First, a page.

Sagar Malviya & Rasul Bailay, The Economic Times
Mumbai/New Delhi, February 4, 2013
With a rotten economy and an unemployment rate of 26%, Spain’s brand image may be in tatters, but not that of one particular Spanish brand – Zara. In India, where some of the best-known international labels have met their Waterloo, Zara has proven to be adept at selling fine feathers to the fashion-conscious.
The world’s most popular ‘fast fashion’ brand, Zara’s Indian unit Inditex Trent – a joint venture between the brand’s owner Inditex with Tata Group’s retail arm Trent – has made profits in two out of the three years it has been around. In contrast, Levi Strauss continues to be in the red despite being in India for over a decade.
Zara has replicated a model that has worked for it globally – creating affordable, copycat versions of the latest fashions or designer-wear and making them available to shoppers in double-quick time. Inditex not only owns Zara, it also controls almost every bit of operations – from design to distribution and a large chunk of manufacturing. If a new style is not a hit within a week, it goes off the shelves. Even popular styles don’t stay long. There is no warehousing and reorders are rare.
"Zara is known for its fresh fashion delivery every week. Their weekly delivery supply chain is the best in the world. Consumers always think these clothes will go out of stock if they don’t buy them quickly," said Vineet Gautam, country head for Bestseller Retail, a rival of Zara’s that sells brands such as Vero Moda and Jack & Jones.
In the first half of 2012, Inditex clocked revenues of US$9.3 billion (Rs. 49,000 crore).
The Indian unit made profits of Rs. 38.3 crore and Rs. 22.5 crore in the previous two financial years, documents filed with the registrar of companies show. Zara declined comment for the report.
Jaspal Singh Sabharwal, a partner with Everstone Capital, a private equity fund with investments in retail chains, said Zara in India churns out more than 10,000 designs in a season and that helps it stay relevant to customers. Moreover, customers visit Zara stores – there are nine of them – some 14 times on average in a year, resulting in 85% of merchandise being sold at full price compared with the industry average of 60%.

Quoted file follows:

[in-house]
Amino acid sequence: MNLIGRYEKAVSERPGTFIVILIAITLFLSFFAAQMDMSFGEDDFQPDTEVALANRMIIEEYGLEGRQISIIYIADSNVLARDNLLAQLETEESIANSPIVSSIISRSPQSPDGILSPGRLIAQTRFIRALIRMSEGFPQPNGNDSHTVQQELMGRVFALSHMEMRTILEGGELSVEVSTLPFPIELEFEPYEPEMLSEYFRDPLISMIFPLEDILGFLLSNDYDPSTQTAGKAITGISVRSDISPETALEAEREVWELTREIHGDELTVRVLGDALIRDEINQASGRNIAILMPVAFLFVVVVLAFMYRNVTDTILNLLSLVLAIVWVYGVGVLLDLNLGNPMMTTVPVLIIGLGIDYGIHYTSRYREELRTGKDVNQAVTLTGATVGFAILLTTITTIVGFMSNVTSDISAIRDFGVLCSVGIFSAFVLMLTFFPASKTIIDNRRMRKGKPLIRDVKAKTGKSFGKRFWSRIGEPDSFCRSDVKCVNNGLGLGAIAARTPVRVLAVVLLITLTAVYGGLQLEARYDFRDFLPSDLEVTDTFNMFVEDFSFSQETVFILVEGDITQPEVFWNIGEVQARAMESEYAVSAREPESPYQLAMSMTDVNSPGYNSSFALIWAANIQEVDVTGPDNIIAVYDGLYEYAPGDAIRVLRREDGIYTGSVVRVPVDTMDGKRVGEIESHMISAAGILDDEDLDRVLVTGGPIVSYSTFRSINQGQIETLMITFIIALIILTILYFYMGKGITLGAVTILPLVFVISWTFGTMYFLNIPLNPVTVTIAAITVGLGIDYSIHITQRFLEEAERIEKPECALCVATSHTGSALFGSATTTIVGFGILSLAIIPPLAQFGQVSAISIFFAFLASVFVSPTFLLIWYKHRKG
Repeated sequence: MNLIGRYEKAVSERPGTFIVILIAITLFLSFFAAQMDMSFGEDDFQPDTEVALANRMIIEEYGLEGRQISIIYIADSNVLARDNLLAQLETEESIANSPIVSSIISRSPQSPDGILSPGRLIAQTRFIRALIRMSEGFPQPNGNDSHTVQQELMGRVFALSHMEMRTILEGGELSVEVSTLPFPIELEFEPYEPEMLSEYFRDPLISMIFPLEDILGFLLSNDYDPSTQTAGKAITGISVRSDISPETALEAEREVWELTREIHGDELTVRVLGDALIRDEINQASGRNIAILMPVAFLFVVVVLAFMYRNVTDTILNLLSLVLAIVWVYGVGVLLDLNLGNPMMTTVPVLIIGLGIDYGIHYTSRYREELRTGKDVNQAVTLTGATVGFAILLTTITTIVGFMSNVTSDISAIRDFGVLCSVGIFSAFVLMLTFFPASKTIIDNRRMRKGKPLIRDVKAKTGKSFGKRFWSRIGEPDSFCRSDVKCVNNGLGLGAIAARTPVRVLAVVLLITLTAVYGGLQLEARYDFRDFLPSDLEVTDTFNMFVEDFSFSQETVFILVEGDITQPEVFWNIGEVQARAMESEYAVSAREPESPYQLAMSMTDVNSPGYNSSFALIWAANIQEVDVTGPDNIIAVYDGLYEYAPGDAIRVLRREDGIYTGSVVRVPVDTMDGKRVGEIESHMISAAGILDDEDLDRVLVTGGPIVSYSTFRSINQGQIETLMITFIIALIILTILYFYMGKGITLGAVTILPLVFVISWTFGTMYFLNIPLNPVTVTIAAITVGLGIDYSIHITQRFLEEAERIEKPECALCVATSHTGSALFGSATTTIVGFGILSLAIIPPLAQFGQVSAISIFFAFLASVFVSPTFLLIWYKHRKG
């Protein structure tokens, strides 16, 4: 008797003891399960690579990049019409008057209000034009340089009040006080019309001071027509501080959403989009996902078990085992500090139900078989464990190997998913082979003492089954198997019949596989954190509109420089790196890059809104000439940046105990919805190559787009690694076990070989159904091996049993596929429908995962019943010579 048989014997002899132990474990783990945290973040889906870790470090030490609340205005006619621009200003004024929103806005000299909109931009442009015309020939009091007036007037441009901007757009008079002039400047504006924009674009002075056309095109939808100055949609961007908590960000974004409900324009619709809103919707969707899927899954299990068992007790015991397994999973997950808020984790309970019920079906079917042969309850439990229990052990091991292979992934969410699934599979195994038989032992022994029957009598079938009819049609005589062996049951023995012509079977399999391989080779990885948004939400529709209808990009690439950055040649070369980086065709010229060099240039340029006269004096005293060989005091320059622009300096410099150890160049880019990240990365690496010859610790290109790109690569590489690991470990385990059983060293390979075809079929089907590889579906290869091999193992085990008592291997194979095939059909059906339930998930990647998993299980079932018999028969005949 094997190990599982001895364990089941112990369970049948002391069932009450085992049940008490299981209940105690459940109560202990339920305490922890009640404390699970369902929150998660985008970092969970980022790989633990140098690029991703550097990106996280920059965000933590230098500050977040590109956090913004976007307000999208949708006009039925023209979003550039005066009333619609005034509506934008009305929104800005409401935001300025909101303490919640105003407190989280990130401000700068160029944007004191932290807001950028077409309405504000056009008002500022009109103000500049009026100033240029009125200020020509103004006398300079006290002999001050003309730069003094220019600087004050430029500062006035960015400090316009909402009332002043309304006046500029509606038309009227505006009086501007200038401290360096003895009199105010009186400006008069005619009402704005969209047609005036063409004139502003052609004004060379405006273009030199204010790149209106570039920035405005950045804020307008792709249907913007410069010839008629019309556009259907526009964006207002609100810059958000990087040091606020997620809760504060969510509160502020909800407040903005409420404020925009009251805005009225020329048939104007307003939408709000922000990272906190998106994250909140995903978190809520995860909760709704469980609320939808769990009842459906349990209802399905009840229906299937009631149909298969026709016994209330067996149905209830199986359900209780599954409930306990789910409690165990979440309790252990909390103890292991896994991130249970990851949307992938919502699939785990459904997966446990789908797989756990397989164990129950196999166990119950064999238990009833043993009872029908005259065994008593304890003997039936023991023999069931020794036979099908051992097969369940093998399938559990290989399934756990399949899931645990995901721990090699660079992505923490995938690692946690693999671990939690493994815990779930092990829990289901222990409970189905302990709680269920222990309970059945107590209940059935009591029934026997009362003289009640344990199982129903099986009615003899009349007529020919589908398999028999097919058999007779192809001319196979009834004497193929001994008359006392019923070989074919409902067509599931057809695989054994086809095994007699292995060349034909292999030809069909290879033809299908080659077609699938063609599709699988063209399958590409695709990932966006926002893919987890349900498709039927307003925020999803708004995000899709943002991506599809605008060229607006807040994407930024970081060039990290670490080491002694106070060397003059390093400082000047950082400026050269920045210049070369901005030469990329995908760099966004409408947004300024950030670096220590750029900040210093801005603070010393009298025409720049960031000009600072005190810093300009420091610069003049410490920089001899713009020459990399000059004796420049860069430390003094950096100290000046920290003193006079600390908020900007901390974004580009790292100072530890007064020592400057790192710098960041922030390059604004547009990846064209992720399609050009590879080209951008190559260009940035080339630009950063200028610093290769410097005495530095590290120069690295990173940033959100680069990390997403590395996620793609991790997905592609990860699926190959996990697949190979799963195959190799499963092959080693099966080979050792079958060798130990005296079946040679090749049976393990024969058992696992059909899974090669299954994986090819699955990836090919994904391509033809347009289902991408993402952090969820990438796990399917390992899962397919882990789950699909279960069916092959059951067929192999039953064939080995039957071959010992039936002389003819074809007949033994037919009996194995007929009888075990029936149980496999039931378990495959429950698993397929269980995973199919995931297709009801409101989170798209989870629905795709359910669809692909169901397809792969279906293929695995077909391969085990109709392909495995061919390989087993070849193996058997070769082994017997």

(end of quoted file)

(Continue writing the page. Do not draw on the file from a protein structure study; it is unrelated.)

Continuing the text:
Zara’s early success in India reflects its global growth.
Amancio Ortega Gaona, who was last year named the third-richest man in the world, founded Zara as a maker of lingerie in the northern Spanish town of La Coruna in 1963. Today, there are 1,600 Zara stores in 85 countries.
Industry executives said demand is only part of the reason for Zara’s financial success in India. It strikes hard bargains with landlords and mall owners, keeping real estate costs in control. Most of Zara’s back-end and merchandise sourcing are handled by Inditex while the Tata expertise is mainly for identifying real estate and locations. Of the eight directors on the board of Inditex Trent, just three – Trent’s vice-chairman Noel Tata, Inditex Trent’s Chief Financial Officer P Venkatesalu, and the company’s MD Sanjay Rao – are Indians. Rao, who was financial controller at Inditex in North America, moved to India to launch the operations.
As Zara expands in India, experts said the challenge will be to sustain sales momentum. "There might not be many locations which could give them high sales per square foot. Also, as they open more stores, the initial scarcity value could erode," said Devangshu Dutta, chief executive of retail consultancy Third Eyesight.
Inditex Trent plans to open over 18 stores in the next three years in cities such as Mangalore, Surat and Indore, said a person aware of the plans.
The pitfall could be that shoppers in these cities may not have the same attraction for Zara despite having the propensity to spend on international brands. Several mall owners are also getting wary about renting stores to Zara.